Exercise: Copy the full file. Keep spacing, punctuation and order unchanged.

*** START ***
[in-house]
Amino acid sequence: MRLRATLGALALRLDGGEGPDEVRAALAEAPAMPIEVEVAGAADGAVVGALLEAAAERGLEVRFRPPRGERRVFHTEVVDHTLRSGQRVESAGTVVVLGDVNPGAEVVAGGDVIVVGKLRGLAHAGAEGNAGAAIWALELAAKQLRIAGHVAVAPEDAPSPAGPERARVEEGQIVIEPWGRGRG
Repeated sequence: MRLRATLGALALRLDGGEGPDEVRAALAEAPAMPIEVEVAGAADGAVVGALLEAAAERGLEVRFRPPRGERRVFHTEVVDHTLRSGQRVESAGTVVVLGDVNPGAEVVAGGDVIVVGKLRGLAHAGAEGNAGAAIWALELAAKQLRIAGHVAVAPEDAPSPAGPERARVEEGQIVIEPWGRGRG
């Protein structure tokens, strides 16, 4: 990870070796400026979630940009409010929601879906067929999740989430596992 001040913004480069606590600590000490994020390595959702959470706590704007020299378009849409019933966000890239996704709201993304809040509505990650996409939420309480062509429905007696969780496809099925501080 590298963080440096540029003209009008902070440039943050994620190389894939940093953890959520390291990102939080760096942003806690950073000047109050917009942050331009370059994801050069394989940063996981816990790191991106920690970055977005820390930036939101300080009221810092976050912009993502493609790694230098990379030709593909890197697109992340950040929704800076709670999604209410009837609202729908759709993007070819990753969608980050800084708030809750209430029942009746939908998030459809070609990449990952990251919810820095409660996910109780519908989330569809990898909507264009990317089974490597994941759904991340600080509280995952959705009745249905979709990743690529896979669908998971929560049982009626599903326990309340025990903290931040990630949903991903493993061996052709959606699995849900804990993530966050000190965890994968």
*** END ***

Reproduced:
[in-house]
Amino acid sequence: MRLRATLGALALRLDGGEGPDEVRAALAEAPAMPIEVEVAGAADGAVVGALLEAAAERGLEVRFRPPRGERRVFHTEVVDHTLRSGQRVESAGTVVVLGDVNPGAEVVAGGDVIVVGKLRGLAHAGAEGNAGAAIWALELAAKQLRIAGHVAVAPEDAPSPAGPERARVEEGQIVIEPWGRGRG
Repeated sequence: MRLRATLGALALRLDGGEGPDEVRAALAEAPAMPIEVEVAGAADGAVVGALLEAAAERGLEVRFRPPRGERRVFHTEVVDHTLRSGQRVESAGTVVVLGDVNPGAEVVAGGDVIVVGKLRGLAHAGAEGNAGAAIWALELAAKQLRIAGHVAVAPEDAPSPAGPERARVEEGQIVIEPWGRGRG
């Protein structure tokens, strides 16, 4: 990870070796400026979630940009409010929601879906067929999740989430596992 001040913004480069606590600590000490994020390595959702959470706590704007020299378009849409019933966000890239996704709201993304809040509505990650996409939420309480062509429905007696969780496809099925501080 590298963080440096540029003209009008902070440039943050994620190389894939940093953890959520390291990102939080760096942003806690950073000047109050917009942050331009370059994801050069394989940063996981816990790191991106920690970055977005820390930036939101300080009221810092976050912009993502493609790694230098990379030709593909890197697109992340950040929704800076709670999604209410009837609202729908759709993007070819990753969608980050800084708030809750209430029942009746939908998030459809070609990449990952990251919810820095409660996910109780519908989330569809990898909507264009990317089974490597994941759904991340600080509280995952959705009745249905979709990743690529896979669908998971929560049982009626599903326990309340025990903290931040990630949903991903493993061996052709959606699995849900804990993530966050000190965890994968």